‘Disease of 1,000 faces’: Understanding lupus

It has been described as a disease of 1,000 faces, affecting
some 5 million people worldwide. 

TV personality Kris Aquino recently made the news when she
admitted she is fighting a “form of lupus” that makes her
allergic to “everything in the environment” including trees and
high temperatures. 

Her admission, which came amid a legal battle against former
business partner Nicko Falcis, follows her earlier revelation
that she was diagnosed with chronic spontaneous urticaria and
was just “one fatal allergic reaction from anaphylactic shock.”

According to the Lupus Foundation of America, lupus is a
chronic autoimmune disease that can damage any part of the body
including the skin, joints, and/or organs. “Chronic” means that
the signs and symptoms tend to last longer than six weeks and
often for many years.

Rheumatologist Sandra Navarra said lupus means something is
wrong with a person’s immune system.

A person with lupus has a hyperactive immune system “but it is
a useless hyperactivity that needs to be suppressed,” Navarra
told radio DZMM. Suppressing this hyperactivity, however, is a
double-edged sword since the body loses the usual immune
response to viruses, bacteria and foreign antigens. 

“Sa lupus, ang nangyayari kasi diyan, ang nilalabanan ng sarili
mong immune system ay iyong sariling katawan. Para kang
nagkakaroon ng kudeta sa katawan mo,” she said in a “Good
Vibes” interview. 

Some of the common triggers for lupus symptoms include
ultraviolet rays from the sun or fluorescent lights, certain
antibiotic drugs and stress. Symptoms of lupus may include
fatigue, painful or swollen joints, swelling in the hands,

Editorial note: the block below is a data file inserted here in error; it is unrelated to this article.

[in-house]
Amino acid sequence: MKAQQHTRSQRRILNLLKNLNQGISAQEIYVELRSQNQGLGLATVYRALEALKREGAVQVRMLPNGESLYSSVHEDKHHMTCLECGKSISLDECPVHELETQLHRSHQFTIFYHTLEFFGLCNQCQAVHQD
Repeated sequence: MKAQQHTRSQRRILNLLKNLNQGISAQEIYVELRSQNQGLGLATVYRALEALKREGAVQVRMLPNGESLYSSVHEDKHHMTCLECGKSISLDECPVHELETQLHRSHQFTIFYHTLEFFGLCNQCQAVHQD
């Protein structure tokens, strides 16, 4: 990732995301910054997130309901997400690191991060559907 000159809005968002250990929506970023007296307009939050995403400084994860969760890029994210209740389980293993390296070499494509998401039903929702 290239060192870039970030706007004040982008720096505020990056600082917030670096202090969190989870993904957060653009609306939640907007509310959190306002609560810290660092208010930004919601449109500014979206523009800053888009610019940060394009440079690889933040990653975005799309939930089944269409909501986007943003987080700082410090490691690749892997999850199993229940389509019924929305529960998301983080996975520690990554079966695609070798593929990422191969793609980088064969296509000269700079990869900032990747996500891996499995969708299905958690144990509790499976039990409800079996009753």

feet, or around the eyes, headaches, low-grade fever,
sensitivity to sunlight or fluorescent light, hair loss, anemia
and others. 

Dr. Geraldine Zamora-Racaza, an expert on internal medicine,
noted lupus is not easy to diagnose since some of its symptoms
are common with other illnesses. It took Diwa party-list Rep.
Emmeline Aglipay-Villar 6 years before she discovered that she
had lupus. 

Zamora-Racaza said lupus is also “multi-factorial”, meaning
there is not one common trigger for lupus symptoms. “If your
mother had lupus, there is a chance that you might get it but
it’s not automatic,” she said. 

According to the Lupus Foundation of America, lupus is not
contagious, not even through sexual contact. You cannot “catch”
lupus from someone or “give” lupus to someone. Lupus can range
from mild to life-threatening and should always be treated by a
doctor. 

During the first phase of treatment, people of lupus are given
anti-immunosuppressive drugs to combat inflammation. Navarra
said doctors give individualized therapy to lupus patients to
prevent complications arising from the treatment as a result of
suppressing the immune system. 

“The treatment is very individualized because some patients may
flare up while taking the drugs while others are okay,” she
said. 

For those diagnosed with lupus, Navarra recommends a healthy
diet of fish, fruit and vegetables. Salty foods are a
no-no. 

She also urges lupus patients to avoid sunlight as ultraviolet
rays may induce flare-ups of the illness. 

Aquino earlier said chronic spontaneous urticaria, her disease,
“affects less than 1% of the world’s population,” and it can
last between one to five years, or decades.

Aquino’s case falls under the latter category, she said.

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